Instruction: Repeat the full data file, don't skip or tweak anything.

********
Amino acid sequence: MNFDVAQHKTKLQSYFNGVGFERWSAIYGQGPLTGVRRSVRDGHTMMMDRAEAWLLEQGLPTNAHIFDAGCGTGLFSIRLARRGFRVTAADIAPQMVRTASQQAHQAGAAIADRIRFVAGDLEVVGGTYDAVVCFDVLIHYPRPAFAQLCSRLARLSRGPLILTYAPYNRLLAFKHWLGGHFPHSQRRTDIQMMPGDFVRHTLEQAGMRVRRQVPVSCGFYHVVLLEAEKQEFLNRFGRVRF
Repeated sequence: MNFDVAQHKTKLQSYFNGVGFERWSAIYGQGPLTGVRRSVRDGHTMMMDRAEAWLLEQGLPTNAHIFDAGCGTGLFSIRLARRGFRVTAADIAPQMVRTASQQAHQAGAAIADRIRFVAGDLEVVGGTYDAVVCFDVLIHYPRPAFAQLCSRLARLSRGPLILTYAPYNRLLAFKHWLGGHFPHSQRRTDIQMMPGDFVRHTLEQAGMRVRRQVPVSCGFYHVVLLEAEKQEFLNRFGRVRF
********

Amino acid sequence: MNFDVAQHKTKLQSYFNGVGFERWSAIYGQGPLTGVRRSVRDGHTMMMDRAEAWLLEQGLPTNAHIFDAGCGTGLFSIRLARRGFRVTAADIAPQMVRTASQQAHQAGAAIADRIRFVAGDLEVVGGTYDAVVCFDVLIHYPRPAFAQLCSRLARLSRGPLILTYAPYNRLLAFKHWLGGHFPHSQRRTDIQMMPGDFVRHTLEQAGMRVRRQVPVSCGFYHVVLLEAEKQEFLNRFGRVRF
Repeated sequence: MNFDVAQHKTKLQSYFNGVGFERWSAIYGQGPLTGVRRSVRDGHTMMMDRAEAWLLEQGLPTNAHIFDAGCGTGLFSIRLARRGFRVTAADIAPQMVRTASQQAHQAGAAIADRIRFVAGDLEVVGGTYDAVVCFDVLIHYPRPAFAQLCSRLARLSRGPLILTYAPYNRLLAFKHWLGGHFPHSQRRTDIQMMPGDFVRHTLEQAGMRVRRQVPVSCGFYHVVLLEAEKQEFLNRFGRVRF